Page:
You need to have a lawful basis for each and every personal data processing activity you conduct. There are six possible grounds to rely on – and you can read up further on them here.
For many of the activities you are involved in, (e.g. sending newsletters or conducting a seasonal promotional campaign) consent will be the most appropriate ground to rely on. In other areas though, relying on consent can be problematic. For instance, one of the rules surrounding consent stipulates that it ought to be capable of being withdrawn at any point. But let’s say you rely heavily on data concerning their past buying behaviour to deliver personalised offerings to customers. If large numbers of customers were to refuse to allow their data to be used to facilitate this – or if they were to remove their consent for this later on, your entire business model could be at risk.
Likewise, there’s a potential problem with consent when it comes to suppressions. Let’s say a customer opts out of receiving marketing material from you. You remove them from your active messaging list. But in order to ensure that no further marketing messages are sent to this individual in the future, you recognise the need to retain skeleton data on them (a kind of ‘no-go’ list). If they don’t give their consent to this very basic processing activity, you can’t include them on this list.
For these types of situations, the grounds of “legitimate interest” is a much more suitable and appropriate grounds for lawful processing data than that of “consent”. To rely on this basis, you have to show that it’s “necessary and proportionate” to achieve a fair and legitimate business objective. You have to balance the “legitimate interest” against individuals’ rights and freedoms. If, on balance, you believe that you are able to rely on “legitimate interest” you still have to make it clear to data subjects how you plan to use that data and why you need it.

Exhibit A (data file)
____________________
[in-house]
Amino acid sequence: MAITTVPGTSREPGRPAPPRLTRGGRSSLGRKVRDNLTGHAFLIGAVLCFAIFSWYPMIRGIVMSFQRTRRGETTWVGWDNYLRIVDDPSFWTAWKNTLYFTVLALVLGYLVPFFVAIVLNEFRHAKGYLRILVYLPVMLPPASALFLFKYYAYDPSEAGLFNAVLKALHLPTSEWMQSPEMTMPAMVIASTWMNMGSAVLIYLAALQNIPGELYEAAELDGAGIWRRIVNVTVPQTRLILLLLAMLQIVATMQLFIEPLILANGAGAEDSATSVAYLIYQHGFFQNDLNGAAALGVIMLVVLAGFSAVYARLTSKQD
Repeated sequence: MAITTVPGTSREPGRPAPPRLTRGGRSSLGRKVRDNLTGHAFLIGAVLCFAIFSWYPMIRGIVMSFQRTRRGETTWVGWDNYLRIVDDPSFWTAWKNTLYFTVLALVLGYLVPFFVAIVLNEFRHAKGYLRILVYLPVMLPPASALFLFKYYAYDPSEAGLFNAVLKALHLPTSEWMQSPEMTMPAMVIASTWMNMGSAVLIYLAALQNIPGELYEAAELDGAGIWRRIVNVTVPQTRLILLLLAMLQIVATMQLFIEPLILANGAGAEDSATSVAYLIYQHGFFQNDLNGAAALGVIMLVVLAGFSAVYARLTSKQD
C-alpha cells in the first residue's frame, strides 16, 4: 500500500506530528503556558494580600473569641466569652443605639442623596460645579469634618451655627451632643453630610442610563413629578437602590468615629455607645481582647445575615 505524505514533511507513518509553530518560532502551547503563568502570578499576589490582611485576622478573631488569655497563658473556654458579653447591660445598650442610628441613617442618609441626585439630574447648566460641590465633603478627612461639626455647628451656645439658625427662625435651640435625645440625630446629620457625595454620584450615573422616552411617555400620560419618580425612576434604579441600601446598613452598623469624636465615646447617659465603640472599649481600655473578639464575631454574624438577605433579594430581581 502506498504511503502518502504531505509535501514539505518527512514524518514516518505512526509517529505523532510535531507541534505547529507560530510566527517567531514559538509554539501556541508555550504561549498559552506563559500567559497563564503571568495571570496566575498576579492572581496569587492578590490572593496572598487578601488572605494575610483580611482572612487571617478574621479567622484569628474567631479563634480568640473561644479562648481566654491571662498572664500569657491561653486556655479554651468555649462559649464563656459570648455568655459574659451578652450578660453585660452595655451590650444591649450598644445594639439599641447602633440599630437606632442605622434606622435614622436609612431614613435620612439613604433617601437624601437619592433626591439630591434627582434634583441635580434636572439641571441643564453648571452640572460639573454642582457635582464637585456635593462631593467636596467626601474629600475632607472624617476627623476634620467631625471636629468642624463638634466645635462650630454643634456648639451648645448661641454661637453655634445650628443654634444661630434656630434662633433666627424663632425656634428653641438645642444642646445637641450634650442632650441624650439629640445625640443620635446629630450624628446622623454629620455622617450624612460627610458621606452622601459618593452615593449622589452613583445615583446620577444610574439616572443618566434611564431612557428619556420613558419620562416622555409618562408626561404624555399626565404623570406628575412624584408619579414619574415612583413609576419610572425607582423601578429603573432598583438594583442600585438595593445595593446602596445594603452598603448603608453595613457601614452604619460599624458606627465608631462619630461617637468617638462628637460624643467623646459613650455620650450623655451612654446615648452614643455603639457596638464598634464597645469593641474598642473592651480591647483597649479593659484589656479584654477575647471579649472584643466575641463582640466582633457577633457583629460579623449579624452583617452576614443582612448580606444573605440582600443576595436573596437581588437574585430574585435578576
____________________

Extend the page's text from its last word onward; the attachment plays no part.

But be careful – marketers shouldn’t view “legitimate interest” as a kind of catch-all, legal basis for those areas of processing where relying on consent is going to be difficult! Relying on “legitimate interest” is likely to be much more difficult than obtaining the level of consent required under the GDPR.
Your GDPR to-do list
For marketers, the following areas require particular attention:
- Data collection and usage. Check that you have all necessary opt-ins for all marketing-related data processing activities.
- Record keeping. Accountability is a cornerstone of GDPR. In areas such as consent and establishing lawful grounds for processing, you have to be able to show proof that you are in compliance.
- Disclosure. Who do you share data with – and for what purposes? Let’s say you have an outside agency running your email campaign. Our guide to the difference between data controllers and processors should be especially useful reading.
- Retrieval and erasure. Under GDPR, individuals have enhanced rights to access their data – and to have it erased in certain circumstances. It’s important to have set processes in place to be ready to action such requests.
To discover how The Privacy Compliance can help your marketing department and all areas of your organisation get GDPR compliance right, check out our free demo – or get in touch for a chat.